Hmm, difficult question. It’s an acquired taste, but I’d say first of all the fans are fascinating. There are often great Tifos at matches, and the politics of protest here are very interesting. Polish ultra groups are a bit too right wing for my liking, but they present an intriguing side-show.

Secondly there have been a number of very nice new stadiums built in the country over the last few years, so maybe the standard is not so high but games are now played, on the whole, in appropriately modern arenas.

Thirdly there are some decent players playing here. My favourites at the moment are the technically gifted Bosnian Wisła Kraków attacking midfielder Semir Štilić, who takes wonderful free-kicks and plays intricate passes. He’s a pleasure to watch. My other current love is Ruch Chorzów’s Filip Starzyński, another attacking midfielder who was one of the main reasons that Ruch almost qualified for the Europa League. Another excellent player is Legia Warsaw’s Michał Żyro who has been a revelation over the last 7 months or so. He’ll most likely be sold to a rich foreign club for a large sum in the future.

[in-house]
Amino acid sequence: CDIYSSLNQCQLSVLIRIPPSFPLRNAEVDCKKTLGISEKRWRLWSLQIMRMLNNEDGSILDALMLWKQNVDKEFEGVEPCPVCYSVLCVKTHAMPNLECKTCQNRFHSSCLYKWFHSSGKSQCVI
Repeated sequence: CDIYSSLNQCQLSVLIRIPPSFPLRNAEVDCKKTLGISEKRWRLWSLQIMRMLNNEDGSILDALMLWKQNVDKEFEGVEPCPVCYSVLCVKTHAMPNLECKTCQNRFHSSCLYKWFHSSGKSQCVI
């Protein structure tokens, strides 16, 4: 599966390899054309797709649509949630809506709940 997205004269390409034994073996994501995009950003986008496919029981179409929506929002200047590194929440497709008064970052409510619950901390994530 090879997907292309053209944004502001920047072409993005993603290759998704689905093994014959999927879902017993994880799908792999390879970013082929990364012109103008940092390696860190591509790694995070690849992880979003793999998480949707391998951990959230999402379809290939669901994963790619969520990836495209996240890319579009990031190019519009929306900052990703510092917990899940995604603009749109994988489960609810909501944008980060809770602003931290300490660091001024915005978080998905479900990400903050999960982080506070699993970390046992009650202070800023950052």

Semir Štilić superstar

What do you think will happen this season? Will Legia Warsaw come out on top?

Wisła Kraków and Górnik Zabrze have started well but I can’t see past Legia for the title, they have the biggest budget and a massive squad for Ekstraklasa standards. It’s their title to lose.

How was the new end of season playoff system welcomed by fans and clubs last season?

People are quite dubious about the new system. In the end it was accepted but I think it won’t last very long. It feels a bit too gimmicky.

Are there any young prospects that French audiences should look out for?